Reviewed by Alvina Ruprecht

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Photo: NAC    Set and Reset from the Trisha Brown Dance Company

Ottawa audiences were treated to an exclusive Canadian engagement by the Trisha Brown Dance Company, presenting some of choreographer Trisha Brown’s seminal experiments in postmodern dance performance. Trisha Brown began creating work in 1960 and she formed her Dance Company in 1970 so the four short works we saw, ranging over a period of 28 years, from 1983 to 2011, actually represented important moments of most of her creative career. What stood out was the way they all spoke to each other, all echoing elements that appeared in each of the other performances, each one appearing so fresh, and contemporary, without the slightest hint that anything was dated or past its time. This form of dance-performance gives one the impression that her work represents  a constant process of intense research as it tries to position itself in relation to that which already exists but that is somehow insufficient and even stifling and has to be overcome.

. Take If You Couldn’t See Me, featuring a single dancer who faces upstage the whole time. Dressed in a flimsy orange dress that glowed in those strong lights, she kept finding positions that foregrounded her arms, her legs, her hips, her shoulders until one suddenly realized that this performance was in the process of changing the spectators gaze. We are watching a body with no face, no eyes, no expression, no emotion and no psychological points of reference. It erases the narrative totally, covers the head in brown hair and deflects our gaze to the back of the body. What dancer has ever had to dance from that perspective before? We watch the creation of a new dancing body, .one that performs from the back using its shoulders, its feet, its heels, its buttocks and the fluttering skirt, …and Robert Rauschenberg’s lighting and costumes helped transform this flittering bit of sparkling orange light into a new moving being… Enchanting!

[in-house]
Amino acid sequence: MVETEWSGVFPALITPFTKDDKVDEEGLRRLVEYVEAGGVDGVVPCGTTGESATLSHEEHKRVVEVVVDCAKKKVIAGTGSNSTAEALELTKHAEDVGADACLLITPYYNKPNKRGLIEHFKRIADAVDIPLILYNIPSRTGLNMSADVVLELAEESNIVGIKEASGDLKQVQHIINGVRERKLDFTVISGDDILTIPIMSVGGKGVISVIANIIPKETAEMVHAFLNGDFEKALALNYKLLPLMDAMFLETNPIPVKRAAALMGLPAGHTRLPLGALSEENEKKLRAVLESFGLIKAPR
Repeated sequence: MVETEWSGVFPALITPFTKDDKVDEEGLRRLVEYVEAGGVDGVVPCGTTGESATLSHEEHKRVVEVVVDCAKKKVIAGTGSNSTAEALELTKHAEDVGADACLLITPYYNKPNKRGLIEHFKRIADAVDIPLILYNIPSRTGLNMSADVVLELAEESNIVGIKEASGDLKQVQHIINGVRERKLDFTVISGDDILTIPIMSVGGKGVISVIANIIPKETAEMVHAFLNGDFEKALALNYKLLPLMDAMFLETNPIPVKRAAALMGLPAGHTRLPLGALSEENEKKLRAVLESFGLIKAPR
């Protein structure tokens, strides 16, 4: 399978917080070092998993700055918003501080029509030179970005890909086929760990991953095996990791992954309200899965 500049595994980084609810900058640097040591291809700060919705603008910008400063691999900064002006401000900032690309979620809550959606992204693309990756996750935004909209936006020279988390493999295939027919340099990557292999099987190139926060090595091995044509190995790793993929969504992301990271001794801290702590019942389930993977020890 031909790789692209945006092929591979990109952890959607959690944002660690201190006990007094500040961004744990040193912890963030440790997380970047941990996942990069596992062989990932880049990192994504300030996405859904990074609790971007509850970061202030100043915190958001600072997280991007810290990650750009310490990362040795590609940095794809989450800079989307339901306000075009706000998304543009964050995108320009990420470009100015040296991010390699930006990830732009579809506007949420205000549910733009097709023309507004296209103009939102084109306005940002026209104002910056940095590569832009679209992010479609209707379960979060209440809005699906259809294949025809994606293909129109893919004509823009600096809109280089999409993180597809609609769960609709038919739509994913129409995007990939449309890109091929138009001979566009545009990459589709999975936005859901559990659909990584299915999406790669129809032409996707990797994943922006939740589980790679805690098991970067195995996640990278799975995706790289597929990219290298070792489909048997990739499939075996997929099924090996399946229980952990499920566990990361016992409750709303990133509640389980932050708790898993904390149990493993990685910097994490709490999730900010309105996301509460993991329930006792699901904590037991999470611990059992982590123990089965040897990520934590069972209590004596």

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The Norman Conquests: A Historic Moment of Back to Back Theatre in Ottawa.

Reviewed by Alvina Ruprecht

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Photo: Julie Le Gal : Table Manners with David Whiteley, Margo MacDonald, Steve Martin.  (Apartment 613)